By April Pyatt, Ice Miller LLP
Recently, in the case of In re Hitz Restaurant Group (2020 Bankr. LEXIS 1470 (N.D. Ill. June 2, 2020)), the United States Bankruptcy Court for the Northern District of Illinois- Eastern Division held that a force majeure clause in a lease excused a restaurant tenant from its obligation to pay a portion of post-petition rent. The force majeure clause in the subject lease provided:
Landlord and Tenant shall each be excused from performing its obligations or undertakings provided in this Lease, in the event, but only so long as the performance of any obligations are prevented or delayed, retarded or hindered by . . . laws, governmental action or inaction, orders of government . . . . Lack of money shall not be grounds for force majeure.
In this case, the tenant argued that the force majeure clause was triggered by the March 16, 2020 executive order issued by the Governor of Illinois (executive order) in regard to the COVID-19 pandemic, which prohibited on-premises consumption and dining at restaurants, and limited restaurant operations to in-house delivery, curbside pick-up, drive-through or third party delivery services, and therefore, its obligation to pay rent for the months of March, April, May and June of 2020 should be excused. The landlord argued, among other things, that the force majeure clause was not applicable because the tenant’s lack of money from its operations to pay rent was not a grounds for force majeure under the force majeure clause.
The court agreed with the tenant that the force majeure clause in the lease was triggered by the executive order and determined that it was applicable with respect to the rental payments payable after the date of the executive order. However, since the March rental payment was due and payable prior to the issuance of the executive order, the court determined that the tenant was obligated to pay March rent. The court opined that the executive order “unquestionably constitutes both “governmental action” and issuance of an “order” as set forth in the force majeure clause. The court further opined that the executive order “unquestionably hindered” the tenant’s ability to perform its rental obligations, and that the executive order was the “proximate cause” of the tenant’s inability to pay rent.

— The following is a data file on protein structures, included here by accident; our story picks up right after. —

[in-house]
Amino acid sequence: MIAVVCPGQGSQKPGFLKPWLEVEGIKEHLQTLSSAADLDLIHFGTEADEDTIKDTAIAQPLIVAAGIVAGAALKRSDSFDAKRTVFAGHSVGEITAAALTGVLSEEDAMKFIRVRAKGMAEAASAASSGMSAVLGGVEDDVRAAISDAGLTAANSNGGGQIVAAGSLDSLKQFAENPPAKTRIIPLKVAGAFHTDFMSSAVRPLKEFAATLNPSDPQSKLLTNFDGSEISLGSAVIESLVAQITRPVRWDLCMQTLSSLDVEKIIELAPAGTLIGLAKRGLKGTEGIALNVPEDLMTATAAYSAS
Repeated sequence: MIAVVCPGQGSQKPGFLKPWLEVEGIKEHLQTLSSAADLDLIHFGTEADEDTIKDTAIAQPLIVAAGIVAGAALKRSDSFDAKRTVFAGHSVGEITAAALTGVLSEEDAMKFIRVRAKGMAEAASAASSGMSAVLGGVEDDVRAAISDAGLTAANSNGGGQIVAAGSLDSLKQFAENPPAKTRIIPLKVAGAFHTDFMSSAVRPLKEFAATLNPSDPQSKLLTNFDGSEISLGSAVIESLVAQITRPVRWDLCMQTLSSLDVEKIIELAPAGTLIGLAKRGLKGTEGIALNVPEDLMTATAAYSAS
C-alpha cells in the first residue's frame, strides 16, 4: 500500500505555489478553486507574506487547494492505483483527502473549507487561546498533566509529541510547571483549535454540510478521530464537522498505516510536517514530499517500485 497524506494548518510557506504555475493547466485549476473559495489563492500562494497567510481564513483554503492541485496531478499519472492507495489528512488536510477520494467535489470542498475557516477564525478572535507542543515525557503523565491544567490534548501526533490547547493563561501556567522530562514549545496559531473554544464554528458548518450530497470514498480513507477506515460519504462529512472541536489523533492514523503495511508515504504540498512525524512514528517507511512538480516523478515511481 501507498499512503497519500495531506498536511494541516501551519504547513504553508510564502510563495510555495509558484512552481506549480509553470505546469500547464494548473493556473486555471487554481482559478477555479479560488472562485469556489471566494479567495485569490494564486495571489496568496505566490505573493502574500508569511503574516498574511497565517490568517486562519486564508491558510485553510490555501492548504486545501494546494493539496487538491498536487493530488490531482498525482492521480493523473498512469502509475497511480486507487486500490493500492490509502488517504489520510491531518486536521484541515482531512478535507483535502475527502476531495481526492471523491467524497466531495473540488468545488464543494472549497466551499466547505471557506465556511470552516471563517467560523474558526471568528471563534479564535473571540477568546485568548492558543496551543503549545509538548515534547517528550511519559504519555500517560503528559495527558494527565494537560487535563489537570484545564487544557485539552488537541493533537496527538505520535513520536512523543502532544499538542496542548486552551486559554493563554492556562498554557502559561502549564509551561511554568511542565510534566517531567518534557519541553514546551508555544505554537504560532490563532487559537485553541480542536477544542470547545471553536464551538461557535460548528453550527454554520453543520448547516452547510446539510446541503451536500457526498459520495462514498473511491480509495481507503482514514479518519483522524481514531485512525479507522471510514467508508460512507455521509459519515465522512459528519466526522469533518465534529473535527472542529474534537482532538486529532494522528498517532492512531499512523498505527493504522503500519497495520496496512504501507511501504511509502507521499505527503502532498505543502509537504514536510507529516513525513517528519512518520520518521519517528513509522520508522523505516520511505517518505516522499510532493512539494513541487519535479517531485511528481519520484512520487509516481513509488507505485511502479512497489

In rejecting the landlord’s argument that “lack of money” was not grounds for force majeure, the court stated that the tenant had not argued that “lack of money” was the cause of its failure to pay rent, but that instead the executive order was the cause of such inability. As a result of these determinations made by the court, the court held that the tenant’s obligation to pay rent would be reduced in proportion to its reduced ability to generate revenue as a result of the executive order. Based on the tenant’s estimation that it was unable to use 75 percent of the restaurant square footage as a result of the executive order, the court preliminarily determined that the tenant should be obligated to pay at least 25 percent of the rental payments due for April, May and June of 2020.
In determining that the tenant was entitled to rent relief in this case, the court emphasized the specific language used in the force majeure clause and compared it to the provisions of the executive order hindering the tenant’s ability to pay rent. If the force majeure clause of the subject lease had not included the words “governmental action” or “orders of government,” or if it had otherwise been qualified by the following statement: “A tenant’s obligation to pay rent and other monetary obligations under this lease shall not be excused as a result of a force majeure event,” the court would probably have reached a different conclusion.
Although not binding on other courts, the federal bankruptcy court’s decision in this case could potentially influence subsequent court decisions regarding tenant relief claims and the interpretation and applicability of force majeure clauses to stay-at-home or similar executive orders issued by governmental authorities during the pandemic. Regardless, in any such case where the applicability of the force majeure clause is at issue, the specific language used in the subject force majeure clause will be an important determining factor as to whether a tenant’s request for rent relief is granted by the court.